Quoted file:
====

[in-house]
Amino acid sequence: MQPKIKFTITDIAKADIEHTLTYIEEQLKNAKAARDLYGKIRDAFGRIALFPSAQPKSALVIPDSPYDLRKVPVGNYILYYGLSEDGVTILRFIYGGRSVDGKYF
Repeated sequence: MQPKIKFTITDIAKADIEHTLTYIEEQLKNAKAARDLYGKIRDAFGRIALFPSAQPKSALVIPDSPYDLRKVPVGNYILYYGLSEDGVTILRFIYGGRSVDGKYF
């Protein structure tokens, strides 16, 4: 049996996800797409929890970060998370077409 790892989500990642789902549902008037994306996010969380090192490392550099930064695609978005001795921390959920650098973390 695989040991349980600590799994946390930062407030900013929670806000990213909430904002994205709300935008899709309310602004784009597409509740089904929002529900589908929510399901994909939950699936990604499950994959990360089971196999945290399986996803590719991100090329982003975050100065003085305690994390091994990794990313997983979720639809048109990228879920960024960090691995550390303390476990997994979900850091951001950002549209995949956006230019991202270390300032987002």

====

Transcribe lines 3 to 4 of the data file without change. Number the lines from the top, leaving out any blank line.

Repeated sequence: MQPKIKFTITDIAKADIEHTLTYIEEQLKNAKAARDLYGKIRDAFGRIALFPSAQPKSALVIPDSPYDLRKVPVGNYILYYGLSEDGVTILRFIYGGRSVDGKYF
């Protein structure tokens, strides 16, 4: 049996996800797409929890970060998370077409 790892989500990642789902549902008037994306996010969380090192490392550099930064695609978005001795921390959920650098973390 695989040991349980600590799994946390930062407030900013929670806000990213909430904002994205709300935008899709309310602004784009597409509740089904929002529900589908929510399901994909939950699936990604499950994959990360089971196999945290399986996803590719991100090329982003975050100065003085305690994390091994990794990313997983979720639809048109990228879920960024960090691995550390303390476990997994979900850091951001950002549209995949956006230019991202270390300032987002």